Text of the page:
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The Chamber’s dissolution (1872) ended up consolidating and increasing its force, allowing it the freedom to undertake the reforms and improvements of its platform, to initiate in the Rio de la Plata the thorny diplomatic work which arose from the execution of peace treaties with Paraguay. In this time, the time of Rio Branco’s ministry, two problems took shape in which Nabuco had an important part—the religious problem and the Argentine problem—and, in the case of the latter, he had considerable responsibility.
To seek this problem’s antecedents, it is necessary to search in the first governments of the Alliance. These precursors are found at the root, on one hand in the inquiry of 7 December 1865, followed by Saraiva’s instructions; and on the other hand, in the refusal to ratify the May 1st protocol. However, it is certain that the Brazilian government did not manage to create (nor would it have created) the least difficulty in the signing of the alliance peace treaties, and that it was the Argentine government (Varela) that raised the first obstacle. Because of this, the problem between the allies begins in 1869 with Paranhos’s (Viscount of Rio Branco) second mission to Buenos Aires during the war (1869-70) and with his last mission, after the war was ended (1870-71).
Now we have explained the causes that could produce Brazil’s dissent: the extension of borderlines along the right bank of the Paraguay, which the treaty guaranteed to Argentina. The probability of a clash does not arise until the Rio Branco ministry takes power. Nabuco’s position on this grave matter has three phases.
In the first, forming part of the Olinda cabinet, he accepts Saraiva’s foreign policy: Paraguay should concede to the allies the boundaries indicated in the May 1st treaty; however, the disputed territory on the right bank of the Paraguay above Pilcomayo is assigned by preference to Bolivia, as this seems the best solution to the challenges which the Department of the Council of State indicated in its report on 7 December 1865, contrary to that pact.
In the second phase, that is, in the time of the Zacharias ministry, Nabuco seems to be in agreement with the opinion Jequitinhonha set forth in 1865, namely, that the borders in the May 1st treaty are not definitive, that once peace is resolved the two neighboring allies and Bolivia should set the borders by mutual agreement with Paraguay, and that, if no agreement is had, it would be best to submit the matter to arbitration by the United States. This was the position he maintained in the Senate, justly defending the sovereignty and integrity of Paraguay alongside other liberal leaders, and refusing to recognize the right of conquest in America.
The third phase is energetic opposition to the idea of dealing with Paraguay separately, separating ourselves from the Argentines after victory in order to adopt the defeated party’s cause.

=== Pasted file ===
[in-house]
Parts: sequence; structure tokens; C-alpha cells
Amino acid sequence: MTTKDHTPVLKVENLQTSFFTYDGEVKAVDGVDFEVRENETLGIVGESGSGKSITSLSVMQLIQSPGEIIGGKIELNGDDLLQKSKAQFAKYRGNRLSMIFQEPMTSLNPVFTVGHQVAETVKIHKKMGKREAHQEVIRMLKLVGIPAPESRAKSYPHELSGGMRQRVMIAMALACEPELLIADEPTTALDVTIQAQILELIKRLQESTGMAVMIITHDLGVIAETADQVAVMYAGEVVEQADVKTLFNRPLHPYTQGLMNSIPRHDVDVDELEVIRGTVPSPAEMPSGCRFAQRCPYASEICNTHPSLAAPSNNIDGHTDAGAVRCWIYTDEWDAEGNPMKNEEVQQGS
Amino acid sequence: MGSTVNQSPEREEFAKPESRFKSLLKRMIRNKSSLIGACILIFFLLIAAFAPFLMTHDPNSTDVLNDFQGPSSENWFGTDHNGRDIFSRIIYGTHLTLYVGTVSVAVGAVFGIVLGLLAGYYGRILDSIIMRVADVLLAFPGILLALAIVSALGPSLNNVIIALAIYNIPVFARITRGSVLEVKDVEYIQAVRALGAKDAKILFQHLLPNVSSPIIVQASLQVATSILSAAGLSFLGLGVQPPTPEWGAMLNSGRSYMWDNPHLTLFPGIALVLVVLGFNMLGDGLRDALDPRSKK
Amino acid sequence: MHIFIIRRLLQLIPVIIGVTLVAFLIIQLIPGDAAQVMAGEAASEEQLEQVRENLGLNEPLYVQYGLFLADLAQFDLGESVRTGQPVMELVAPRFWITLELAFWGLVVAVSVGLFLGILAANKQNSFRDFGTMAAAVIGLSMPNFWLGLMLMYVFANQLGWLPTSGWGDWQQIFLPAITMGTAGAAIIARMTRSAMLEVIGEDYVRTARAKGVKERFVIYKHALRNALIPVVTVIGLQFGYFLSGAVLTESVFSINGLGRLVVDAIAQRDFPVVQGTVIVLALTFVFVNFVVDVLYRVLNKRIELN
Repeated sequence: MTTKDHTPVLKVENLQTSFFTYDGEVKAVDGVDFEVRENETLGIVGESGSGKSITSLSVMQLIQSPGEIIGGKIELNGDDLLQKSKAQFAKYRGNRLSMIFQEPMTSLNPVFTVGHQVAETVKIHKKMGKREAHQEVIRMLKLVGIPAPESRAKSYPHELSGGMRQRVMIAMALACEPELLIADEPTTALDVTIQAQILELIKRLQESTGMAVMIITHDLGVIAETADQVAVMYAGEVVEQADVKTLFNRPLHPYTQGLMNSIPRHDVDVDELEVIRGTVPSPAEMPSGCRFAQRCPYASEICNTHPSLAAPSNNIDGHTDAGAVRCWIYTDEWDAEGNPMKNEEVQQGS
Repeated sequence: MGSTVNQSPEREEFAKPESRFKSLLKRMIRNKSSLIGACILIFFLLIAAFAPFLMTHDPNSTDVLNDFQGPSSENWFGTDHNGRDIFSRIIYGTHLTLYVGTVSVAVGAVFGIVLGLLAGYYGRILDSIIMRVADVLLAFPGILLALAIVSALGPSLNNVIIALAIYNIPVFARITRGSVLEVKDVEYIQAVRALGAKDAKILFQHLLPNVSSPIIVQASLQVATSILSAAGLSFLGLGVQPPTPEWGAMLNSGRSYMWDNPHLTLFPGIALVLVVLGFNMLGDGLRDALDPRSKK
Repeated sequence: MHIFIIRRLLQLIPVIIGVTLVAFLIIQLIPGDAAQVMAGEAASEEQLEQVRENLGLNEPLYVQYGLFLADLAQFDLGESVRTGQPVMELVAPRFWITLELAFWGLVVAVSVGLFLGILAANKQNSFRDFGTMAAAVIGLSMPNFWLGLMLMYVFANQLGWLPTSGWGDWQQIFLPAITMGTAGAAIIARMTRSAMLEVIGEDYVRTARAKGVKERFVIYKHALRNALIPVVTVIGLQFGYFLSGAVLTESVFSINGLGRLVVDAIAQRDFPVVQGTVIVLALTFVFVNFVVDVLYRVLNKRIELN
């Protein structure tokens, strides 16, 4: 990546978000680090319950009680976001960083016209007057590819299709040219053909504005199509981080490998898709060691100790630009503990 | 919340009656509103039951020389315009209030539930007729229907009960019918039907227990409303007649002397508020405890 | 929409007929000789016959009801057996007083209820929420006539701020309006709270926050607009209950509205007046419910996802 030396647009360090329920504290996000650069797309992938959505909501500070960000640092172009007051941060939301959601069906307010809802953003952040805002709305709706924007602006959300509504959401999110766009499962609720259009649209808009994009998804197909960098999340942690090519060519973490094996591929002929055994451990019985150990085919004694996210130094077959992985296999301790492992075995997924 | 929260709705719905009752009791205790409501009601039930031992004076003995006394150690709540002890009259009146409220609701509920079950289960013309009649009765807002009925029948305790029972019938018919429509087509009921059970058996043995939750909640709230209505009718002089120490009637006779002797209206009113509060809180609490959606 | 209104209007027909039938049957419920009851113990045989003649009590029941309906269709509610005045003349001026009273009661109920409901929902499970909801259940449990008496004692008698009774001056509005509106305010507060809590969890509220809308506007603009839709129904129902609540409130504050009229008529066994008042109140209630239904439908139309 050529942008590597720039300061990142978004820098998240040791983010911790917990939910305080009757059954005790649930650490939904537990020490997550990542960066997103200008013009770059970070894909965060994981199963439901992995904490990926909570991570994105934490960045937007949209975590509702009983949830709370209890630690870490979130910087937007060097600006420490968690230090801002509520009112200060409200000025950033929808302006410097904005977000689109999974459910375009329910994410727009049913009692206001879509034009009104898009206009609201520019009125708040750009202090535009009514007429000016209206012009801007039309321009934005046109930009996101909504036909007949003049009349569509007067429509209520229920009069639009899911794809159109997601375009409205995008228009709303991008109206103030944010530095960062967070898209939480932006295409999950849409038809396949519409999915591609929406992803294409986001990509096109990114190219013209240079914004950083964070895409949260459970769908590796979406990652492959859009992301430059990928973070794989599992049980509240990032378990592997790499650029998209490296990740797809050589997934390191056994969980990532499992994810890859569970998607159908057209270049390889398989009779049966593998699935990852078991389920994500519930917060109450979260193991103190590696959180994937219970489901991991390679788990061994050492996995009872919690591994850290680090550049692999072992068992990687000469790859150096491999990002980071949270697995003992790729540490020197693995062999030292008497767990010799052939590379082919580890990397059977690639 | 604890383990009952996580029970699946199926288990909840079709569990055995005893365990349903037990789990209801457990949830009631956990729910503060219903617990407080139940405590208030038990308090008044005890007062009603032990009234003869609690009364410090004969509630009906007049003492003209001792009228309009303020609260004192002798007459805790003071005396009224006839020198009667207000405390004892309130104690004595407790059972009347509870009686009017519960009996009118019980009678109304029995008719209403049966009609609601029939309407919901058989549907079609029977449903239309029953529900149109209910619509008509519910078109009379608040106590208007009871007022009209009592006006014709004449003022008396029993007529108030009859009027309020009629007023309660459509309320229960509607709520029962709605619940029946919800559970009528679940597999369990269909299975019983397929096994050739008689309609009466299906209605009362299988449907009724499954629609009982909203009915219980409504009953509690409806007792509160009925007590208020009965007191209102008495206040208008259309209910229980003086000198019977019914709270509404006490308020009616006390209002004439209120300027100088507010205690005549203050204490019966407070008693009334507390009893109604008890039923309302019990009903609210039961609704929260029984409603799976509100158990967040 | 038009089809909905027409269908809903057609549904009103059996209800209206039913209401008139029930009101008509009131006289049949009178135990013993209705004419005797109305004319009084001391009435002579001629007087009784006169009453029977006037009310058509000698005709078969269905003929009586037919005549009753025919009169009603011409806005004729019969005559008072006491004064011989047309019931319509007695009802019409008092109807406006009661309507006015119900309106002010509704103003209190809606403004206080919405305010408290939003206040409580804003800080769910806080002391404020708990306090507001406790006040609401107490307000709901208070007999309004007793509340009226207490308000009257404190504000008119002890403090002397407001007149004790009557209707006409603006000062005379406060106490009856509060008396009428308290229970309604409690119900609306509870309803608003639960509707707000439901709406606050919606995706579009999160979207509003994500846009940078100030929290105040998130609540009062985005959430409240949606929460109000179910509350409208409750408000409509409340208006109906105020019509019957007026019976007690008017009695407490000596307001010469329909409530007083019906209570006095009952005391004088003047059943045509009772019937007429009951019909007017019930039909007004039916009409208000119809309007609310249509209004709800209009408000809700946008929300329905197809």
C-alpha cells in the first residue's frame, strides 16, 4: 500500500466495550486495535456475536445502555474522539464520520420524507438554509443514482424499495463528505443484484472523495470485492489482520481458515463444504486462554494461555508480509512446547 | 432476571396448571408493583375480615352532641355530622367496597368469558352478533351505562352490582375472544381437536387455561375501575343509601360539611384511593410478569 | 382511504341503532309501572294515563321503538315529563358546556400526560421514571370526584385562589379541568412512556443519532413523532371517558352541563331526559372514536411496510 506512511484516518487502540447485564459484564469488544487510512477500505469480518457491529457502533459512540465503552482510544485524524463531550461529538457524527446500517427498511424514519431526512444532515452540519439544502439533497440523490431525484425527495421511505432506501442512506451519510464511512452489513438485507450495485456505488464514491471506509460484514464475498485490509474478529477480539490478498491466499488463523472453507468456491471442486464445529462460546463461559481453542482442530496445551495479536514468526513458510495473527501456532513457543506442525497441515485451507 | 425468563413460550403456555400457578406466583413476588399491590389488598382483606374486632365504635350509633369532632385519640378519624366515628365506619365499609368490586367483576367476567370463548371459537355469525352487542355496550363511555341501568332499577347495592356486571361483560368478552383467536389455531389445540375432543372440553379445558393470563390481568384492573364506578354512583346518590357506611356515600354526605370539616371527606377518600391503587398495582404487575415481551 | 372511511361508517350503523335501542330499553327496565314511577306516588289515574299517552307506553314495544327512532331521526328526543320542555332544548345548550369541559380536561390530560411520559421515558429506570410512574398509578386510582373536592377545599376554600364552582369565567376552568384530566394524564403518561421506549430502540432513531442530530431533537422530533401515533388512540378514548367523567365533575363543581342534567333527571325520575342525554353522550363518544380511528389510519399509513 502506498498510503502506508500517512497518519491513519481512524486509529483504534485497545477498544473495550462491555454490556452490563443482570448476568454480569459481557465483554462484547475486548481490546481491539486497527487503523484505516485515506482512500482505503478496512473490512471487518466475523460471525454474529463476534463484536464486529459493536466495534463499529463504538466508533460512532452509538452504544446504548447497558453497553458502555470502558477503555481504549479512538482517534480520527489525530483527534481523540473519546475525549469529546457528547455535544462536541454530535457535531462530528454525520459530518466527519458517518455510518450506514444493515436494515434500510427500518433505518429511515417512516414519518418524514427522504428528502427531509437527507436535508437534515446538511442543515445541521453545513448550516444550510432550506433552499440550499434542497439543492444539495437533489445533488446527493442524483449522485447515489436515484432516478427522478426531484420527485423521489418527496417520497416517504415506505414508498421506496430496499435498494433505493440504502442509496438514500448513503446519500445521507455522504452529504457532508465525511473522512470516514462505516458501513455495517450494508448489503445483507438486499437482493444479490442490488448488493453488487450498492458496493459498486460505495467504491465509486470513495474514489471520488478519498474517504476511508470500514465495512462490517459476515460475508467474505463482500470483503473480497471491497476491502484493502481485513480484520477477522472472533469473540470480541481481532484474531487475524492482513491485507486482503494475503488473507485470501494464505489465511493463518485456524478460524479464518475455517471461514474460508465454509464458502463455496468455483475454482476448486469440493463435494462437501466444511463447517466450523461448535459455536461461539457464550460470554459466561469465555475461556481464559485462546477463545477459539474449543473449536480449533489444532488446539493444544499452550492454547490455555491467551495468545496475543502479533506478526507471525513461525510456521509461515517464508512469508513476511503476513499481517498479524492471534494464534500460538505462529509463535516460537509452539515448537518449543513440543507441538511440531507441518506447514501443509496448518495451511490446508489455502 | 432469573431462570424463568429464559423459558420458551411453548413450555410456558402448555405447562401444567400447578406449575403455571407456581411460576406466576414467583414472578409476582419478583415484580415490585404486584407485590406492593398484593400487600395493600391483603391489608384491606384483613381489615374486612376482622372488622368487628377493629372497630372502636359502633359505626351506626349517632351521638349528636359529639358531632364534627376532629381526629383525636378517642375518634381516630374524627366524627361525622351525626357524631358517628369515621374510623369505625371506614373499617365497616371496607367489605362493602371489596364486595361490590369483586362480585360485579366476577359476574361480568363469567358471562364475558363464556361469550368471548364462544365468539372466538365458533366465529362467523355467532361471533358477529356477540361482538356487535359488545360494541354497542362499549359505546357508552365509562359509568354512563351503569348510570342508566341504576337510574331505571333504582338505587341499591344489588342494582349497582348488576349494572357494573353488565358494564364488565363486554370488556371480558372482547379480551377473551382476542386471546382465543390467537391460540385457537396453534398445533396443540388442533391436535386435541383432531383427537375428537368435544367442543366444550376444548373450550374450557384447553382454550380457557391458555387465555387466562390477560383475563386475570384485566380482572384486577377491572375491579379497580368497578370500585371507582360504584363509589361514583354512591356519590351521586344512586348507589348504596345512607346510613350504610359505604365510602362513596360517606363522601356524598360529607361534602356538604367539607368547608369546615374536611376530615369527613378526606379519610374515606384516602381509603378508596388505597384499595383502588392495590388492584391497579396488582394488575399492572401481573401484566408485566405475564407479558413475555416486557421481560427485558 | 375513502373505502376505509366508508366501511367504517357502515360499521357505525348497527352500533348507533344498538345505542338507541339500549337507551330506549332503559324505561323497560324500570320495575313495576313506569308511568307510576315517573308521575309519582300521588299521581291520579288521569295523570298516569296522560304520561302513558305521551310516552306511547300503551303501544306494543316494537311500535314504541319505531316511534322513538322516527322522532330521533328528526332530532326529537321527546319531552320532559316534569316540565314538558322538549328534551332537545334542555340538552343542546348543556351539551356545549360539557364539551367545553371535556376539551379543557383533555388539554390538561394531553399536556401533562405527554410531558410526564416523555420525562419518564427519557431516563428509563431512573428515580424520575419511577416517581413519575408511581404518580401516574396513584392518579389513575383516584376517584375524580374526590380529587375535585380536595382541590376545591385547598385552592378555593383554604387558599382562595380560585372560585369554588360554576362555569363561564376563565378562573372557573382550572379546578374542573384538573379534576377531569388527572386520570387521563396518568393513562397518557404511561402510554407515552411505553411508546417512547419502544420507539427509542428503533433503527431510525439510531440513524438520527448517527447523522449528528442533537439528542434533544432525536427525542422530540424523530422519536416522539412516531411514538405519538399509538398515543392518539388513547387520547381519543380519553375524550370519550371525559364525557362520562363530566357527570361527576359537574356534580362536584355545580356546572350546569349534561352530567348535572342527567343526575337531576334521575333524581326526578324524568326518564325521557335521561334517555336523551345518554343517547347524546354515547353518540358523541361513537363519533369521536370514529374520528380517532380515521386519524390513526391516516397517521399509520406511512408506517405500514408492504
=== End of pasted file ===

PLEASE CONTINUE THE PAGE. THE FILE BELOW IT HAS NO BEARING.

Truly there is no contradiction between these three postures, all inspired in the mutual reactions, in a manner of speaking, of the two currents which presided over the alliance and the war; on one hand the spirit of loyalty, the desire to cooperate in the work we had undertaken with the Argentines and the fraternity of our forces and theirs; on the other hand impartiality, the separation that we made between López’s cause and Paraguay’s cause, the benevolence towards Paraguay, and the desire to protect it. One senses these same reactions in Rio Branco and in the Conservative party, which, after having been against the alliance and the treaty in 1865, and after having requested just shy of Paraguay’s immediate disappearance in 1869, later becomes that country’s defender against Argentine demands. The Conservative evolution and the Liberal evolution are always found in opposition; in 1870 Nabuco, Zacharias, and Saraiva are the ones who challenge the right of conquest, in the senate they contend with the Viscount of Rio Branco and the Baron of Cotegipe; in 1872, these two are the protectors of Paraguay, and those three the ones who request that the May 1st treaty be applied in its purest form.
The same opposing spiritual oscillations that we observe in Brazilian statesmen are found in their Argentine counterparts: General Mitre, ex-president of the republic, favors the treaty with obligatory force in all its articles; Mariano Varela, the first Minister of Foreign Affairs under the Sarmiento presidency, seems opposed to the right of conquest—that is, facing Rio Branco in 1869, he takes the same posture that the Liberal senators would have the following year; Doctor Don Carlos Tejedor, Varela’s successor during the same presidency, hides behind the May 1st treaty that Mitre’s adversaries had considered a disgrace to their country for years, when Rio Branco assumes for his own use the language previously employed by Varela. In this way, as much in one country as in the other, these public figures change their positions to take that of their adversary and combat him with it. In Brazil, Liberals and Conservatives, and in Argentina, Mitrists and Anti-Mitrists, take shelter in the treaty and refute it, alternately defend peace or war. In these pages we will trace the history of these reciprocal vacillations.
The accusation of inconsistency in politics is true nonsense. The line of politics is twisted, not straight, and many times it is impossible to advance through it without probing ahead, without returning to the point of departure, impossible to achieve what is desired without falling into contradictions, expected and even desired by public opinion, and imposed by the parties and their leaders. If the Tory is for the German alliance, the Whig must be a supporter of the French alliance, and vice versa.